Similarly, the Bank maintains its Quantitative Easing program at the current pace of purchasing $2 billion per week of Government of Canada (GoC) bonds, keeping interest rates low across the yield curve. “Decisions regarding future adjustments to the pace of net bond purchases will be guided by Governing Council’s ongoing assessment of the strength and durability of the recovery. We will continue to provide the appropriate degree of monetary policy stimulus to support the recovery and achieve the inflation objective”.
Only time will tell if the Bank of Canada is correct in believing that inflation pressures are temporary. Financial markets will remain sensitive to incoming data, but bond markets seem willing to accept their view for now. The 5-year GoC bond yield has edged down from its recent peak of 1.0% posted on June 28th to a current level of .80%. In contrast, the Canadian dollar had weakened significantly since late June when it was over US$0.825 to US$0.787 this morning. Clearly, the Bank of Canada is committed to keeping Canadian interest rates low for the foreseeable future.
The next Bank of Canada policy decision date is October 27th. Stay tuned for the Canadian employment report this Friday.
This morning’s Stats Canada release showed that the economy unexpectedly contracted in the second quarter by 1.1%, down from the revised 5.5% gain in the first three months of the year. The Canadian dollar dipped on the news to $.7921 as questions of resiliency in the face of the delta variant mount. Economists in a Bloomberg survey were anticipating a 2.5% expansion. Adding to the disappointment, economic growth fell a further 0.4% in July, according to a preliminary estimate.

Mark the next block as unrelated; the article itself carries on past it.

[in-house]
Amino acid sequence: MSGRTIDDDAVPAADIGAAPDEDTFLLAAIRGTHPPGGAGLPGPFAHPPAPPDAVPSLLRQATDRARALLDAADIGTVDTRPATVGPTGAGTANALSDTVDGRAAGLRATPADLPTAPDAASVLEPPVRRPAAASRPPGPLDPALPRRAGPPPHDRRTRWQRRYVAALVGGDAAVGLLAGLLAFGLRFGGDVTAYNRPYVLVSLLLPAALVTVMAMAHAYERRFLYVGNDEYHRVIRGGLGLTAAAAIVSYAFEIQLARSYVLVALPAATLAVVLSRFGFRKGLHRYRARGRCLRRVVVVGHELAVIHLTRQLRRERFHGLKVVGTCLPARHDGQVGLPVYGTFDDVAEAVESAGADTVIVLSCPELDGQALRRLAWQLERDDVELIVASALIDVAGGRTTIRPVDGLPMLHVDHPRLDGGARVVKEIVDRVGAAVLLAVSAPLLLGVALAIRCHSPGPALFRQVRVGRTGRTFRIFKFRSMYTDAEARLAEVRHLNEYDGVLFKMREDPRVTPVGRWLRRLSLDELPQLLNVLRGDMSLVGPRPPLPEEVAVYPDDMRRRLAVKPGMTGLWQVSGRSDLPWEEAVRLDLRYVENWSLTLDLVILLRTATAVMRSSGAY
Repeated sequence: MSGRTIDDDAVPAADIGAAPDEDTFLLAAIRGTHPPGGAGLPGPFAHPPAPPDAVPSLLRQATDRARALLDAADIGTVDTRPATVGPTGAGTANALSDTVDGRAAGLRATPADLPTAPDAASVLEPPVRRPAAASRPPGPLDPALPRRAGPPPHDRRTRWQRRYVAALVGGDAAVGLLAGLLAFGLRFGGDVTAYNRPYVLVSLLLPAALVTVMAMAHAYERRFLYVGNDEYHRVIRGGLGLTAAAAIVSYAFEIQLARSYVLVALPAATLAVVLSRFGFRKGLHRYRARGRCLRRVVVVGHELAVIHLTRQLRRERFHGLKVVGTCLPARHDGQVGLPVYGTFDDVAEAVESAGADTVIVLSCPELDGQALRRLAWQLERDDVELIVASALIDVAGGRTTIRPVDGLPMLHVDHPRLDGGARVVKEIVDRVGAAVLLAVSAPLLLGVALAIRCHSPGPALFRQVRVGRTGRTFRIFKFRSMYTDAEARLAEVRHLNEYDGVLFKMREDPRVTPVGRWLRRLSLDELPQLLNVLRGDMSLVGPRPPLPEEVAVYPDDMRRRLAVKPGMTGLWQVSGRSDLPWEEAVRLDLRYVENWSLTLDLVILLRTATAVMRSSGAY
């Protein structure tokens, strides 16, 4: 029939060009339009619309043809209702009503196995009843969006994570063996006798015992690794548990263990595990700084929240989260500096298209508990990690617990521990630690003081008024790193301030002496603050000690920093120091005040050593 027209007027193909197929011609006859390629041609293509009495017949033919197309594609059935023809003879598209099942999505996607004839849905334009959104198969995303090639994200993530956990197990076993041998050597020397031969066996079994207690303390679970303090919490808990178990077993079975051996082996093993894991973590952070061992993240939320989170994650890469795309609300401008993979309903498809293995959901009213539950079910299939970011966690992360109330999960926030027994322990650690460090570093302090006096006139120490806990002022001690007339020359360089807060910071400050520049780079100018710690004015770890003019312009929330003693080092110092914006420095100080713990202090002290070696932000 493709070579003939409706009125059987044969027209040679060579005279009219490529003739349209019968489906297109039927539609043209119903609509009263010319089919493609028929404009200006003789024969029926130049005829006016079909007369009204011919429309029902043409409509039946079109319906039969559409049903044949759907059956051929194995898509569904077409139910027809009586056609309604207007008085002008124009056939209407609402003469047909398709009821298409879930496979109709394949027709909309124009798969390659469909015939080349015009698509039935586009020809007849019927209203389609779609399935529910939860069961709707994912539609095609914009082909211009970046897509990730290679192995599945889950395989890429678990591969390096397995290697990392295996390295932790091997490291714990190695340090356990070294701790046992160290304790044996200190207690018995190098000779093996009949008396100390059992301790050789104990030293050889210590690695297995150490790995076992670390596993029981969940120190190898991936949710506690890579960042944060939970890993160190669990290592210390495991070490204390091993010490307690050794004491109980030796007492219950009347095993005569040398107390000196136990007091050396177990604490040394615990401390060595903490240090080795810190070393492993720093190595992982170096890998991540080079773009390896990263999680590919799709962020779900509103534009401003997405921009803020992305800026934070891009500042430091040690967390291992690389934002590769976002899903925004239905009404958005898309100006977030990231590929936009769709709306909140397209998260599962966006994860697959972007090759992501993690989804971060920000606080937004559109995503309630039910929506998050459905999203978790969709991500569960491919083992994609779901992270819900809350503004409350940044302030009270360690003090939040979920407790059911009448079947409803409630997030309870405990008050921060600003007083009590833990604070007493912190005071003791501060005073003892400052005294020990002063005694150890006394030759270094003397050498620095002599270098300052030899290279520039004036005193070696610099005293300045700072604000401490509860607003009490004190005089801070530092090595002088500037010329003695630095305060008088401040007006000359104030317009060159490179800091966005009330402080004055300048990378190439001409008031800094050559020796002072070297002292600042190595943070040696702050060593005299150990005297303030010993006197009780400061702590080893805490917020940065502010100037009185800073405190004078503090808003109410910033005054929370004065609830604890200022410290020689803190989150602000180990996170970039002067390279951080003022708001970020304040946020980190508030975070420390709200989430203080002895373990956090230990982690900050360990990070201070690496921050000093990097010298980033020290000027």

The weak GDP data reduces the odds of the Bank of Canada tapering their bond purchases at their policy meeting on September 8th. It also highlights the output gap–the degree to which the economy remains below full economic capacity–remains a big issue. The Bank has forecast the gap to close by the middle of 2022. While that remains uncertain, we continue to expect growth to rebound in the third quarter.
Increases in investment in business inventories, government final consumption expenditures, business investment in machinery and equipment, and investment in new home construction and renovation were not sufficient to offset the declines in exports (-4.0%) and homeownership transfer costs (-17.7%), which include all costs associated with the transfer of a residential asset from one owner to another.
Housing investment reshapes the economy
Since the third quarter of 2020, housing investment has emerged as the predominant contributor to economic activities and capital stock—with residential capital stock surpassing non-residential capital stock. Moreover, the average housing investment for the previous four quarters was 17% higher than the average over the last five years.